He added: “Every PRIEST album has kind of stood on its own, stylistically. It’s had that DNA of JUDAS PRIEST, because the characters are so strong. But it’s always been a little bit different — retaining that DNA but having its own character. So, this one’s no different, really, in the sense that it’s obviously JUDAS PRIEST, but it’s its own animal; it stands on its own two legs.”

In November 2022, Faulkner told Robert Cavuoto of Metal Rules that some PRIEST fans misconstrued his previous comments about the musical direction of the band’s upcoming LP. He said: “I think we’ve used the word ‘progressive’, and everyone thinks it’s gonna become ‘Nostradamus’ [PRIEST‘s controversial 2008 symphonic heavy metal concept double album about Nostradamus], or RUSH, which is two different things. I’ve definitely used the word ‘progressive’ [to describe the new PRIEST material in previous interviews], purely because it’s got a few musical turnarounds that ‘Firepower’ doesn’t have. But that doesn’t make it a RUSH record. It just makes it — instead of, like, a verse into a bridge into a chorus, there might be a couple of more musical passages in there to make it a bit more… interesting; might be the wrong word. I don’t know. You’ve gotta be careful with the words you use these days. So it’s not ‘Firepower 2’, but it’s the same band a few years later, so there’s obvious connections to the last record. But it’s not ‘Firepower 2’ by any means.”

Richie continued: “No PRIEST records have sounded the same, but it’s got a common DNA. And you always try and make the next one sound a bit better — or whatever ‘better’ may be; ‘better’ is subjective. So, is it better written? Are the lyrics better? Does it sound better? And ‘better’ is always subjective. So it’s hard to pinpoint, really. But it’s a bit more of a musical adventure than the last one, I’d say. But then again someone might listen to it, when it does come out, and have a totally different interpretation of what it is. So it’s always tough to sum up your own music without sounding up your own butt.”

In February 2022, Halford was asked by Remy Maxwell of Audacy Check In if he agreed with Faulkner‘s comment that the band’s upcoming album would be more musically “progressive” than “Firepower”. He responded: “Yeah, the metal is there. But here’s the thing: we’ve tried our best not to replicate anything that we’ve done. From ‘Rocka Rolla’ all the way through to ‘Firepower’, each record has had a distinctive character. And it’s tough because fans go, ‘We want another ‘Painkiller’,’ ‘We want another ‘British Steel’.’ And [it’s, like], ‘Dude, we’ve already done that.’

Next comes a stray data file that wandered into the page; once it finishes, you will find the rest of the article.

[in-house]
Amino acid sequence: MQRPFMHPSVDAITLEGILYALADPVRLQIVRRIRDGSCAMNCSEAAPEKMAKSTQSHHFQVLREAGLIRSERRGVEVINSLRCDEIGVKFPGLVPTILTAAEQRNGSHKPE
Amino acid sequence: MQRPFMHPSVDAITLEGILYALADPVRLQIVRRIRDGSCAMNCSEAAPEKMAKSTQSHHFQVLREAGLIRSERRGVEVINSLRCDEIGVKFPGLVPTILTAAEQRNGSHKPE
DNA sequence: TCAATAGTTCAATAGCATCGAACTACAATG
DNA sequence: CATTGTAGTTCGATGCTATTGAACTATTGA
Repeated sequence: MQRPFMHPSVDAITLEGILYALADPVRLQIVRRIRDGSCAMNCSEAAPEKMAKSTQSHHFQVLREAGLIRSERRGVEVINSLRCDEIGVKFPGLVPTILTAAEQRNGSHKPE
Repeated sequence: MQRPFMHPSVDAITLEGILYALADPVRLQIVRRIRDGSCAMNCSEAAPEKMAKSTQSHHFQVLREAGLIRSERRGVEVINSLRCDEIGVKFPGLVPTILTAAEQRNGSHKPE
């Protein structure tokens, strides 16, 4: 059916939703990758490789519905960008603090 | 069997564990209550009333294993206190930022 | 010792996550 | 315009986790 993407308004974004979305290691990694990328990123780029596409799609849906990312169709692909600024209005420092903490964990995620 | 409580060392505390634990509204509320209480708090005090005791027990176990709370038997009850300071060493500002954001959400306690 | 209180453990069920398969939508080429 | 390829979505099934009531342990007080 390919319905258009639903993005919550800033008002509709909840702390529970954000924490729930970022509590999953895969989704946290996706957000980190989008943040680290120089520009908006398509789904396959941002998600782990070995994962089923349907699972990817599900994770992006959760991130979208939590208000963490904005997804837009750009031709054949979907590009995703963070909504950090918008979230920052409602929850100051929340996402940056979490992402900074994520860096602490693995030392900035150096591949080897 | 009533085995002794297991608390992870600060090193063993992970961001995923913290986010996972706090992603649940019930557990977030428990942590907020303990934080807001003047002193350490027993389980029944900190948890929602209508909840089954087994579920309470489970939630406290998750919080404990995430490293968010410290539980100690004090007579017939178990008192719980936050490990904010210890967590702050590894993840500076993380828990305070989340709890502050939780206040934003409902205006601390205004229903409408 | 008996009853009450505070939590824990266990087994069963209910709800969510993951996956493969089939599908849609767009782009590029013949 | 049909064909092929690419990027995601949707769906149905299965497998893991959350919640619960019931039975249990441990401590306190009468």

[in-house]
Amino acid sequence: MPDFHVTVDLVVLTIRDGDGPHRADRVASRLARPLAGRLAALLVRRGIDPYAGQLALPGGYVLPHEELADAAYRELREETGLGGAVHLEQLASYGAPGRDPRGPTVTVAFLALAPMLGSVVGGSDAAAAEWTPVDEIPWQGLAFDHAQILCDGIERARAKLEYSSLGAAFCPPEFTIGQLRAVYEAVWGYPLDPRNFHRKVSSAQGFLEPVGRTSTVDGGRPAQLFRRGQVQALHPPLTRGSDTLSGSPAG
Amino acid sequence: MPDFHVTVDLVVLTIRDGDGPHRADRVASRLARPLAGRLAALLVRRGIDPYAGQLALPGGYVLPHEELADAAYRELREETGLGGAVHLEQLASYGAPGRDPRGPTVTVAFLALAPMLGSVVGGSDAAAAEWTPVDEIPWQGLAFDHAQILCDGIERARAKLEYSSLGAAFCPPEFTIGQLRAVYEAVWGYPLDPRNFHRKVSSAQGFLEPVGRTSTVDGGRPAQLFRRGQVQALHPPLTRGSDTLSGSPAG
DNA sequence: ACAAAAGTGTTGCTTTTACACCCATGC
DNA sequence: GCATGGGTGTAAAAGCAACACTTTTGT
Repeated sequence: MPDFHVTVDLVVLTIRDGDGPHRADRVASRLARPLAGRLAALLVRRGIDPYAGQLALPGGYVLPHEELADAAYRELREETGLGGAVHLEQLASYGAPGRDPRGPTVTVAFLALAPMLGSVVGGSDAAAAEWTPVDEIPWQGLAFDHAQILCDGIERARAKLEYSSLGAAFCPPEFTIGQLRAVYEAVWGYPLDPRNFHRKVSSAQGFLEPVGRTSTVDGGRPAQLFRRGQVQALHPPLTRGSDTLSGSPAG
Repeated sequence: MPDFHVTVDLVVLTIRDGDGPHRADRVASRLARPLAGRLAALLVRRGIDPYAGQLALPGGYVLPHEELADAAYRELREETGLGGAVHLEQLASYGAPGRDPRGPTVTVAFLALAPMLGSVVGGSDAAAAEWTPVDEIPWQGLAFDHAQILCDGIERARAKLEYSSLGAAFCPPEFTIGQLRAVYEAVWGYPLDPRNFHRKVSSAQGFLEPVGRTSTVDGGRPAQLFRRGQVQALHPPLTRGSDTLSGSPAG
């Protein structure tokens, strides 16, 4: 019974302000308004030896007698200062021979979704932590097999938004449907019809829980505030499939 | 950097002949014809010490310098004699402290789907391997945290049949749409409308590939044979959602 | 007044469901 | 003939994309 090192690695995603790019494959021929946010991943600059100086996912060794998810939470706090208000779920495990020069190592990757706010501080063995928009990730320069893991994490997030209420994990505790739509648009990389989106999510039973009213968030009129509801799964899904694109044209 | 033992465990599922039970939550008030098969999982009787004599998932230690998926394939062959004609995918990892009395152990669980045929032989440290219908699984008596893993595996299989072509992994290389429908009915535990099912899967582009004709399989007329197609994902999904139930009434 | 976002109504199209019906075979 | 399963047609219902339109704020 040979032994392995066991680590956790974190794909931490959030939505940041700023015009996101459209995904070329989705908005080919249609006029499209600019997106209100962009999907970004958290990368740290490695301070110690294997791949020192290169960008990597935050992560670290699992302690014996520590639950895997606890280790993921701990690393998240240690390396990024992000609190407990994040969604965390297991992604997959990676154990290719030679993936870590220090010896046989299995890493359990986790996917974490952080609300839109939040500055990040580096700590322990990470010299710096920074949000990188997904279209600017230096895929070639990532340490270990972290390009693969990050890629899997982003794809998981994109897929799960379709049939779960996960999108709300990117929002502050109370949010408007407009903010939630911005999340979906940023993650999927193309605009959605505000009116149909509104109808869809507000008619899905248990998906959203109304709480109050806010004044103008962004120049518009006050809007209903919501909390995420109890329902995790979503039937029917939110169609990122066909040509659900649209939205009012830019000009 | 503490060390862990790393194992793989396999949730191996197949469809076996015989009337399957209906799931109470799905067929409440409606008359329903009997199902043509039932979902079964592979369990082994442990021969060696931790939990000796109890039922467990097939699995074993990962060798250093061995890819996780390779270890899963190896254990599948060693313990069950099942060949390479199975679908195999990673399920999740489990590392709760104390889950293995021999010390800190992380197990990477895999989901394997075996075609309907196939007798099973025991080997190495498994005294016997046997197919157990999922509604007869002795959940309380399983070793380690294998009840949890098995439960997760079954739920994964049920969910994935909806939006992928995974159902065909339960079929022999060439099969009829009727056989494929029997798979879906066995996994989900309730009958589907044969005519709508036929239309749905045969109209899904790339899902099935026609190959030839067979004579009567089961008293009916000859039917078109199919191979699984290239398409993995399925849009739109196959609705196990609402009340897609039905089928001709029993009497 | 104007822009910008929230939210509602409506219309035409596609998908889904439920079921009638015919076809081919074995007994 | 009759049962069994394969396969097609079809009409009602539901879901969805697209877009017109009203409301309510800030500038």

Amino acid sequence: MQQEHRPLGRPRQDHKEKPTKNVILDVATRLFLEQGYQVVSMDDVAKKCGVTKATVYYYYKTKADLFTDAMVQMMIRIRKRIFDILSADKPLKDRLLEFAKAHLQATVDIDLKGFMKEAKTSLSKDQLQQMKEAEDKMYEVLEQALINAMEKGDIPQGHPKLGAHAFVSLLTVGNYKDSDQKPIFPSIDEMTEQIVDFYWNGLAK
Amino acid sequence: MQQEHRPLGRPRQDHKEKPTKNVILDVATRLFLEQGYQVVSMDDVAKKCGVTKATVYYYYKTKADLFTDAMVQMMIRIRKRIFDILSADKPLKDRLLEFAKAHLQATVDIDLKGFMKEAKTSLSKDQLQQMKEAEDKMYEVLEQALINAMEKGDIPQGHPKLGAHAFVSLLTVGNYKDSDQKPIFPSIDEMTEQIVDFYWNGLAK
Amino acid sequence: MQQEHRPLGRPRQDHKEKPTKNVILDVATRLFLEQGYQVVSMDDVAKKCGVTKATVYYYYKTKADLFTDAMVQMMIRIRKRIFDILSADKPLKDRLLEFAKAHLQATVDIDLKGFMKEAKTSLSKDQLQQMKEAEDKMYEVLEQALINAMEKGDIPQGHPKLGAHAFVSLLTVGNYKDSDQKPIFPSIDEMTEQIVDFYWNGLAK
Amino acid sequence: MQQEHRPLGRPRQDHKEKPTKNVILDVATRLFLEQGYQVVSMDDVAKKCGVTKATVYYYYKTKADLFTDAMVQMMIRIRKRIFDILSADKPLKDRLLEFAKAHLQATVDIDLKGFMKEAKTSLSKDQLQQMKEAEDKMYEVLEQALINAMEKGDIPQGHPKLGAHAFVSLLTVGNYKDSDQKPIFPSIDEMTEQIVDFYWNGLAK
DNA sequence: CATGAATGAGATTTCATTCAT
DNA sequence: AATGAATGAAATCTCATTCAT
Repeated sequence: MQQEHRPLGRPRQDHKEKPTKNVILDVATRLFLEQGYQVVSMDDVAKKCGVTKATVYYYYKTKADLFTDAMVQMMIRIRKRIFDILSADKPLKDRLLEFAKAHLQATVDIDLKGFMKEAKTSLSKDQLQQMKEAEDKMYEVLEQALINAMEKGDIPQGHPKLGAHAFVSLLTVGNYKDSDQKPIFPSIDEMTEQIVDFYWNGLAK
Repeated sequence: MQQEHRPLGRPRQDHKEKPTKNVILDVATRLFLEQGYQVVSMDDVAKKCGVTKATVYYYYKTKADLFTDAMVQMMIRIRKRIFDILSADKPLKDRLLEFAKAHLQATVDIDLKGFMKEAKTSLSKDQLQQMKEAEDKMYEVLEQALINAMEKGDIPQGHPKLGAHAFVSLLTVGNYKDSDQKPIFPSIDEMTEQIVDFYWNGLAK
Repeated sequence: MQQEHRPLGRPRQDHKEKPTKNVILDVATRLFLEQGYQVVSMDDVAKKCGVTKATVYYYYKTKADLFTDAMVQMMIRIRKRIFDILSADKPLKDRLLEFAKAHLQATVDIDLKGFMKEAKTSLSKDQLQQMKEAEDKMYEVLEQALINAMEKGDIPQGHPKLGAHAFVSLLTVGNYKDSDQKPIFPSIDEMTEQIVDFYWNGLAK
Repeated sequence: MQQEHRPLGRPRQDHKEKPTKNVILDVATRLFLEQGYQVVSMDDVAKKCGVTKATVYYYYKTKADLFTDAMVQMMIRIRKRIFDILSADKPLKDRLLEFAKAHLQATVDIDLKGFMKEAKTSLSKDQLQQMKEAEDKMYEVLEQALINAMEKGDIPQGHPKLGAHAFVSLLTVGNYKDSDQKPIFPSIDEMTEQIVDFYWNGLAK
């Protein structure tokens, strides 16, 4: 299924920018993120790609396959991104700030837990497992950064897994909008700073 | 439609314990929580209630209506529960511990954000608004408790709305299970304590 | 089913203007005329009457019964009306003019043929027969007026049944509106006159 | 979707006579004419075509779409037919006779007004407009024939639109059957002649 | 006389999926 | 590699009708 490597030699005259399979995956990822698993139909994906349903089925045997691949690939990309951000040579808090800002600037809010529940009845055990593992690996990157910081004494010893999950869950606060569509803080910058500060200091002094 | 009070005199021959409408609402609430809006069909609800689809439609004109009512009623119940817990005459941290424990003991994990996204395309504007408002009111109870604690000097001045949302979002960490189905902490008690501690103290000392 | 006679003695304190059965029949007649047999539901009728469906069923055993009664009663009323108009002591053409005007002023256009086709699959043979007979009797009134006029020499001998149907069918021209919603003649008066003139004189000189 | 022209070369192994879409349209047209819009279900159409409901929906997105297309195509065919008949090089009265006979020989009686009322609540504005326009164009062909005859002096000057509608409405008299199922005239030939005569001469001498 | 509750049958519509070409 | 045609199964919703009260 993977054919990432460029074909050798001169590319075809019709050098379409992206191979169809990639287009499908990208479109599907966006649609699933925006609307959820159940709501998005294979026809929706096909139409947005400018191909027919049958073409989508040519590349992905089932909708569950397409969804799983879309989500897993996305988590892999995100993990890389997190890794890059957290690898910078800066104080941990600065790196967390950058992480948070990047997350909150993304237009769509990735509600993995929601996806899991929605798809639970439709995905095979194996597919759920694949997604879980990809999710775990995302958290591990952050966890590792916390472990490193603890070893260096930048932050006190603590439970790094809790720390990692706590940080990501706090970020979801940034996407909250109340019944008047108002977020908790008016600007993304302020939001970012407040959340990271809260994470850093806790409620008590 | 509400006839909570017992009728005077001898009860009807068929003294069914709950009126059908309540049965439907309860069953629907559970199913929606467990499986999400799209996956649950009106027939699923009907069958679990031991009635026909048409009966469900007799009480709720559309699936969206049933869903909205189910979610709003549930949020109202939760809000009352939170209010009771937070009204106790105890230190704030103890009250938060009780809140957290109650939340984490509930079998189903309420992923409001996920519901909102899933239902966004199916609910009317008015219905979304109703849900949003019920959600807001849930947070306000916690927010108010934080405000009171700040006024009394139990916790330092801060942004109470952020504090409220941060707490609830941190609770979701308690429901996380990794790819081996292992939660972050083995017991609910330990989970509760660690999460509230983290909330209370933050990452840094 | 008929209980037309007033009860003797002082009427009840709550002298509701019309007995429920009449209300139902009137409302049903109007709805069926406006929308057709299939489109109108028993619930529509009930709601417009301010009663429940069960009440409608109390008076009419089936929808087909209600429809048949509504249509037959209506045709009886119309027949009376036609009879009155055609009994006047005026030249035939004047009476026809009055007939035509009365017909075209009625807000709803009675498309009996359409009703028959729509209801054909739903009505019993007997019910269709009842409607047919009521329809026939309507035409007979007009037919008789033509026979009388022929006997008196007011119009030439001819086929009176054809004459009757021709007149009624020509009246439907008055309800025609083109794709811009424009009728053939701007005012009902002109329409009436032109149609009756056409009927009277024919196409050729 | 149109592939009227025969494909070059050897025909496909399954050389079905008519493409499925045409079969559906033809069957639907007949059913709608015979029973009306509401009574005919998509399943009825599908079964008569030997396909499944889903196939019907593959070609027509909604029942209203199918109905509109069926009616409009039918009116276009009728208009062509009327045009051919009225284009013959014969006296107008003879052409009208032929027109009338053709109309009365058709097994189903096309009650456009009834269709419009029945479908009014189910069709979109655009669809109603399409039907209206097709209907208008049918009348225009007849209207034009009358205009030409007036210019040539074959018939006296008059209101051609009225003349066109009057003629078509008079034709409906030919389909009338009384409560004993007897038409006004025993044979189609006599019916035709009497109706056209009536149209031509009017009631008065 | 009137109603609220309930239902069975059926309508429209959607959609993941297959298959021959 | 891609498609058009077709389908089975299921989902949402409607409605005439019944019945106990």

“Fans know that we’re a band that is always full of adventure and trying new stuff,” he continued. “And so, yeah, this has got probably some more progressive elements that we’ve never really delved into before. And that’s exciting, because, again, it gives us and our fans another opportunity to see a different side of PRIEST. But it’s still metal. There’s just more of it. There are more notes than there were before.”

Also in February 2022, Faulkner told Canada’s The Metal Voice about the overall sound of the new PRIEST music: “Whenever you start a record, you never know how it’s gonna turn out. So you might start with an idea of what it’s gonna be, and as it kind of rolls on, it comes out something different. So you don’t quite know. And also it’s really hard to sum up your own music, I find, without sounding really pretentious. But I think this one — it’s not ‘Firepower 2’, I don’t think. It’s its own thing, it’s its own animal. If anything, I would say it’s a bit more progressive in places, and in places it’s got a bit more of that ‘Killing Machine’ swagger.”

Faulkner added: “I know everyone says, ‘Oh, is it the next ‘Painkiller’?’ or ‘Is it the next…?’ whatever… I don’t know if they’d ever done it, but I know we’ve never done it when I’ve been in the band; we’ve never tried to recreate an album. It’s always we try to create an album that stands on its own legs. So I think it’s definitely a little bit more progressive than ‘Firepower’ and, as I said, in places it’s got a little bit of that ‘Killing Machine’ angry swagger attitude going on.”

Bassist Ian Hill is the sole remaining original member of PRIEST, which formed in 1969. Halford joined the group in 1973 and Tipton signed on in 1974. Rob left PRIEST in the early 1990s to form his own band, then came back to PRIEST in 2003. Original guitarist K.K. Downing parted ways with the band in 2011, and was replaced by Faulkner.

Photo credit: James Hodges